Forget GPS...and get lost in time - literally and figuratively.
We hired a "guide" (a.k.a. the con-man who lined his pockets with our money) named Mufassa to spend the day walking five of us girls through the Medina and taking us to various stores and to see memorable sights that tourists can miss on their own. He was knowledgeable, interesting, competent....and, let's be honest, he took us for a ride. We knew that he was getting paid commission on anything that we purchased...and paid he got!! We were taken to the nicest and priciest (no surprise there!) places in all of Fes...I am sure. What we failed to understand is that when bartering it's not personal. It is a game and you should never feel bullied into something. But to an inexperienced barterer, they make you feel bad and in the end, you actually pay a higher price than the item is worth.
Case in point: We went into a house that is currently owned by Berbers who have a long family-run business of making Berber carpets out of their home. They wined and dined us (read: gave us mint tea, showed us around their house, and called us their "sisters). Before walking into their home all of us said that we were not interested in purchasing rugs. Fast forward 1 hour and Jami has purchased two rugs, Kristen the same, and Alexandra has purchased three...and we all walked out with a "What the hell just happened look on our faces?!" Well, they used their Berber dialect against us and made us feel so terrible that we got suckered...again.
Jami liked these two rugs and expressed interest in them. In no less than a minute, both rugs were rolled up, covered in packaging tape and they were saying, "I give you good price. Basically free."
"Um....OK. How many dirhams for both carpets?" Jami meakly inquires.
They reply, "4,000 dirhams for the both."
"Yeaaa....I can't pay that price. How about 2,500 for both?" she questioningly counters (even more than she should have offered if she was following the typical "bartering guidelines").
At which point, the head Berber, takes her carpets drop kicks them high into the air...and starts shouting in Berber to his other "conmen" and Mufassa. We are wide eyed at this point and looking at each other for support on what to do next.
Mufassa then says, "You have offended his family business. This is good carpet. Worth good money. Because you are a teacher, you pay 3800 dirhams."
"Yeaaa...but that is still too much," she says. (She is giving in - I can see it in her face. She is way too nice, believing, and she is being guilted)
The head Berber then kicks the blankets again into the other room and says, "You are getting a good deal. Almost free. How do you expect? On the price you offer, my sister will have no meat for her couscous."
Yes, he really said that. While under "normal circumstances" one might think...Gimme a break... However, here, we start questioning what is fiction and what is reality.
I bet you can guess what happens next. Yes, Jami felt terrible; she felt as though she really had offended their family and worried that she was trying to cheat them out of money that they so needed...for chicken...for their couscous. Jami left the home with two carpets in tow - tail between her legs...3800 dirhams later.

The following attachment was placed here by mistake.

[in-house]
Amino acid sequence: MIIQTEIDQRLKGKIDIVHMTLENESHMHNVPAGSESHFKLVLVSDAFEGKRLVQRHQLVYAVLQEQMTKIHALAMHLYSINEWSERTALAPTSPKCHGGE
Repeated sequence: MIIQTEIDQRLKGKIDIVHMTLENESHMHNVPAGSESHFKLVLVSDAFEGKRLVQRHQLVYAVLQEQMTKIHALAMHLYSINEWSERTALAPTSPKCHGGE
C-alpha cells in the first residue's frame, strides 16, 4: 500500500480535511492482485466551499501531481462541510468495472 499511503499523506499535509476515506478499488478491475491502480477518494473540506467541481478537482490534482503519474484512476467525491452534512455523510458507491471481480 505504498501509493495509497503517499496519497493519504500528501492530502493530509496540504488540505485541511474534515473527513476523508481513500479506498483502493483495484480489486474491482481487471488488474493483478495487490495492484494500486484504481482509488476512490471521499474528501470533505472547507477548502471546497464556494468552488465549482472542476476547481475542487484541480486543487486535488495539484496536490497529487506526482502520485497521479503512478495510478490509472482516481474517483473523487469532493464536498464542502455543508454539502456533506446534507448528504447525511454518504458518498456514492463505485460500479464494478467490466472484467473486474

And just as we walked out of the house, I turned around to see "Head Berber" slipping our conman guide some cold, hard, cash...with an accompanied smile, followed by a high five.
They must love us soft-hearted, clueless Americans.
However, surely without a guide we would still be walking aimlessly among the thousands of car-less alleys and streets that make up the walled city within Fes. It is an unmappable labyrinth of souks, alleys, and cul-de-saks. It is the largest car-less urban area in the world. The 9,000 or so streets snake and slither about in every direction including 13,380 historic buildings and - hide your credit cards - 10,539 shops.
Fes is a city that seems suspended in time between the Medieval Ages and the modern world. It is the third largest city in Morocco, and is highlighted by gorgeous textiles, beautiful leather goods, intricate jewelry, fresh produce and spices, and impressive restaurants.
One of the highlights was walking into one of the cul-de-saks and coming upon a very small bakery or "hole in the wall" where we were able to sample the sweet, hot bread straight from the oven! Each family that makes their own bakery adds their "family crest" or symbol to the bottom of the bread to distinguish it from all of the other bread-making families.
The delicious bread, was later followed by juicy, ripe nectarines right off of the street...
We had the opportunity to visit the tannery and see the men in action as they prepare the animal hides, dye them, and then transform them into gorgeous leather goods.
Here is a picture of one of the mules carrying the animal hides down to the tannery.
We came equipped with our Moroccan Gas Masks and peered over the edge to watch the tannery workers perform their disgusting, yet very interesting and amazing, craft. This process has been happening since Medieval Times and the jobs are passed from generation to generation. It is not surprising that it is a male profession.
The red color is made from poppies, so it is a bit more expensive, while the yellow color is from saffron and pomegranate.
I did purchase two bags here...after doing a thorough sniff. I asked about my stinky bag and was told, "Oh no...that is very bad. It only smells like that if the 'dirty' end of the animal is used."
Sweeet....I really do have an @#$ bag.
We then went on to a spectacular shop where they make hand woven scarves, blankets, and Moroccan clothing. In an attempt to ease the hold on our respective wallets...they buttered us up with - what else - mint tea, compliments....and, every girl's favorite pastime, playing dress up.
Leaving the medina, bags slung over each of our shoulders and around our wrists - it was obvious - they saw us coming!